ROOM by James Thierrée’s Compagnie du Hanneton

The media coverage of James Thierrée’s career invariably emphasises the link with his grandfather, Charlie Chaplin. But perhaps his kindred spirit is Jean Tinguely.

As a director James Thierrée is a Dadaist, enamoured of nonsense and delighting in the disorientation produced by a profusion of discontinuous images, sounds and actions. But this Dadaist is also a consummate mime, slapstick man and vocalist whose collaborators each seem to have mastered as many demanding disciplines as he has. On stage they do away with the kind of theatre in which characters are fleshed out and the narrative arc points to a truth verified by a text. What they create instead is part-circus, part-theatre, part-concert and quite close in spirit to visual art.

Room, the company’s most recent work, was presented by the Sydney Festival in January, on Thierrée’s fifth visit to Australia. Ostensibly a pandemic piece but including elements developed prior to Covid-19, it is set entirely within a shabby interior somewhere in cosmopolitan Europe. Here we encounter Thierrée as an architect seated at a drafting table, wrestling with the idea of a space in which to be. Performers come forth from every alcove and intrude upon his concentration. Alessio Negro, clown and stuntman, functions as a right-hand man of sorts but his nonsensical counsel is not constructive. Dancer Ching-Ying Chien shimmies like a caterpillar onto the stage, unexplained, and flops into the internal void of the drafting table, which by some mechanical magic soon transforms into a piano. Before long Thierrée assumes the role of a musical director, subjecting viola player Anne-Lise Binard to an absurd audition in which each of her attempts to bring the bow to the strings is thwarted by his commands.

Episodes like these provide the wonderfully perplexing, potentially annoying substance of the work. Even I, before being thoroughly won over, asked who this man was to have so many brilliant beings orbiting around him as mere bodies, and why again I was being drawn back to a garret in old Europe? Room had quite a number of people shuffling uncomfortably in their seats, if not with these objections then for the sheer marathon of careful attention it demanded. Thierrée’s direction is like a form of collage, executed with trust that the juxtaposition of the elements at his disposal will yield something more than a medley of curious parts. There is no text to fall back on. The question of whether the premise of a man re-imagining the room where he finds himself does indeed draw the threads into thematic coherence perhaps depends on how able the viewer is to cope with complexity; to give up on the stable ground of a storyline and roll with the show. At any one time, multiple feats of human movement might be separately spotlit, with breathtaking music and curious sonic elements in play. Art like this requires some stamina.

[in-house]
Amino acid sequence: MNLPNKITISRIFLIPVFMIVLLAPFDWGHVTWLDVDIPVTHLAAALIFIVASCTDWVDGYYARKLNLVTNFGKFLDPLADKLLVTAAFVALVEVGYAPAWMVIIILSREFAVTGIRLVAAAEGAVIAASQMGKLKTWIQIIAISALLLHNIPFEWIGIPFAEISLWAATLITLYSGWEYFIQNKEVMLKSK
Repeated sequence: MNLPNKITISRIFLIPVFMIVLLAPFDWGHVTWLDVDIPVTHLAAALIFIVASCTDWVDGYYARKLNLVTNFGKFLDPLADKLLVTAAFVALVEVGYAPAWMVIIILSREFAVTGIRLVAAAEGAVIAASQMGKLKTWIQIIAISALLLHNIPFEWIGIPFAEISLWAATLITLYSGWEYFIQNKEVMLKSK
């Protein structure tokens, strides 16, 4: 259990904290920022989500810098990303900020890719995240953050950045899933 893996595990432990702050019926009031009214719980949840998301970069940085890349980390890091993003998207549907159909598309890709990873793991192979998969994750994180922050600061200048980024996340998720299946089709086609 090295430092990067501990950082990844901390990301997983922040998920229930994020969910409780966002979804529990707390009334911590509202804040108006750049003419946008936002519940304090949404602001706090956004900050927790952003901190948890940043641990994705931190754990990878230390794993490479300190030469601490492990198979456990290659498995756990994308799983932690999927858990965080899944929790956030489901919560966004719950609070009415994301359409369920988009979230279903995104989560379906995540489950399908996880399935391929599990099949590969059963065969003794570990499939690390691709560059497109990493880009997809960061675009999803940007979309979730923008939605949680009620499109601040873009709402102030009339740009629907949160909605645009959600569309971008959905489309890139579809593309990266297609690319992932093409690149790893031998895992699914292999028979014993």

But even Room’s twitchy doubters would have to concede that the impression of barely-contained chaos sustained over one hundred minutes is possible only through a thoroughly considered, meticulously timed performance by every artist on stage and many others behind the scenes. There is such purposeful intricacy within every moment that it would be too simple to dismiss Room as an artist’s self-indulgent experiment or to conclude that Thierrée courts the bizarre for bizarreness’ sake. Something is being expressed, and it seems to me that it has to do with the absurdity of our socialised habits of communication and the need for a space to rebel against language.

The media coverage of James Thierrée’s career invariably emphasises the link with his grandfather, Charlie Chaplin. The resemblance is there on his face and in the style of his comedy, but in the days after seeing Room I began to think of another kindred spirit in Jean Tinguely. Swiss, like Thierrée, Tinguely can also be understood as a latter-day Dadaist, constructing kinetic sculptures whose sole purpose was to run themselves into the ground in a final, aesthetic moment of self-destruction. Tinguely’s machine, confounding to itself, resembles Thierree’s body in its most hilarious moments of repetitive mime, striving for productive contact, failing (virtuosically) at co-ordination but producing a new image in the process.

Throughout the entirety of Room a stage-set of walls, floor and ceiling is artfully configured to reflect Thierrée’s shifting state of mind: often staggered and jostling, occasionally stable. Late in the show, as they teeter just for a moment towards forming a complete room, it appears that a settled ending may be near. But no sooner have they touched than they slip out of registration again, refusing any sense of completion. Perhaps for the Compagnie du Hanneton, to finish a work is to kill it.

ROOM by James Thierrée’s Campagnie du Hanneton
11 – 25 January 2023
Roslyn Packer Theatre, Walsh Bay, A Sydney Festival Event

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